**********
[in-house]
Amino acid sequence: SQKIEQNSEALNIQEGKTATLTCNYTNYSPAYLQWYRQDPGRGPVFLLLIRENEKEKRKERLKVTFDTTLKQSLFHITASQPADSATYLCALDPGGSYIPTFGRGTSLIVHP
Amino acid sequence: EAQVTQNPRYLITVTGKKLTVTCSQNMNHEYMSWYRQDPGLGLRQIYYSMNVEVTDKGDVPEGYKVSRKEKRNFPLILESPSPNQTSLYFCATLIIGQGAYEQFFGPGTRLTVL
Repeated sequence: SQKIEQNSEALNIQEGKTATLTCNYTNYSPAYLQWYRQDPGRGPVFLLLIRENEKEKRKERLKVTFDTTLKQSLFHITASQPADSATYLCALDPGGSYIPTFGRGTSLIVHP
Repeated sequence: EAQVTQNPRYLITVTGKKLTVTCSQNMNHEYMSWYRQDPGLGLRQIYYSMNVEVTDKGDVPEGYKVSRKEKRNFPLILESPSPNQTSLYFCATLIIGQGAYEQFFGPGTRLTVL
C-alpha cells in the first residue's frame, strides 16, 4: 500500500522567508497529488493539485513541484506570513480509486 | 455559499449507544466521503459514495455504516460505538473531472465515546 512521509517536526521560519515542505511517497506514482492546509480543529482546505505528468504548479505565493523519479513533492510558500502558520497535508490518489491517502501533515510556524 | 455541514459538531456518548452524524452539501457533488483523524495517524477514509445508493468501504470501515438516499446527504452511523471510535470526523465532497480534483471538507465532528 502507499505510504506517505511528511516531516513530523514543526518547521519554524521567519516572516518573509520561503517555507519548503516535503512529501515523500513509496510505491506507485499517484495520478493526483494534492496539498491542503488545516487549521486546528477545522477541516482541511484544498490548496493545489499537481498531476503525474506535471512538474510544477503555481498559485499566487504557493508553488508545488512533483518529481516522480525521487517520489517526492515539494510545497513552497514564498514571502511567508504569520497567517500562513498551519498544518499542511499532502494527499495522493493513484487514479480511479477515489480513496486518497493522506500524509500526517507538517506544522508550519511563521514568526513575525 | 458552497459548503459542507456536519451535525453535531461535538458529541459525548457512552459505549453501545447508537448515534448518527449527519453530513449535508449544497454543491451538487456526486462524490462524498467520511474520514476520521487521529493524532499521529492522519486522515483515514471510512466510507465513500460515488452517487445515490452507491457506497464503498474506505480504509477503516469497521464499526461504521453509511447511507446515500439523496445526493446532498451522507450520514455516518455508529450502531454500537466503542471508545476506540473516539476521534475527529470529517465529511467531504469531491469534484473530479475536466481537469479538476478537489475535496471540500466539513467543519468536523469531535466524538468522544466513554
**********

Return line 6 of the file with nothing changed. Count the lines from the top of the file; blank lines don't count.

C-alpha cells in the first residue's frame, strides 16, 4: 500500500522567508497529488493539485513541484506570513480509486 | 455559499449507544466521503459514495455504516460505538473531472465515546 512521509517536526521560519515542505511517497506514482492546509480543529482546505505528468504548479505565493523519479513533492510558500502558520497535508490518489491517502501533515510556524 | 455541514459538531456518548452524524452539501457533488483523524495517524477514509445508493468501504470501515438516499446527504452511523471510535470526523465532497480534483471538507465532528 502507499505510504506517505511528511516531516513530523514543526518547521519554524521567519516572516518573509520561503517555507519548503516535503512529501515523500513509496510505491506507485499517484495520478493526483494534492496539498491542503488545516487549521486546528477545522477541516482541511484544498490548496493545489499537481498531476503525474506535471512538474510544477503555481498559485499566487504557493508553488508545488512533483518529481516522480525521487517520489517526492515539494510545497513552497514564498514571502511567508504569520497567517500562513498551519498544518499542511499532502494527499495522493493513484487514479480511479477515489480513496486518497493522506500524509500526517507538517506544522508550519511563521514568526513575525 | 458552497459548503459542507456536519451535525453535531461535538458529541459525548457512552459505549453501545447508537448515534448518527449527519453530513449535508449544497454543491451538487456526486462524490462524498467520511474520514476520521487521529493524532499521529492522519486522515483515514471510512466510507465513500460515488452517487445515490452507491457506497464503498474506505480504509477503516469497521464499526461504521453509511447511507446515500439523496445526493446532498451522507450520514455516518455508529450502531454500537466503542471508545476506540473516539476521534475527529470529517465529511467531504469531491469534484473530479475536466481537469479538476478537489475535496471540500466539513467543519468536523469531535466524538468522544466513554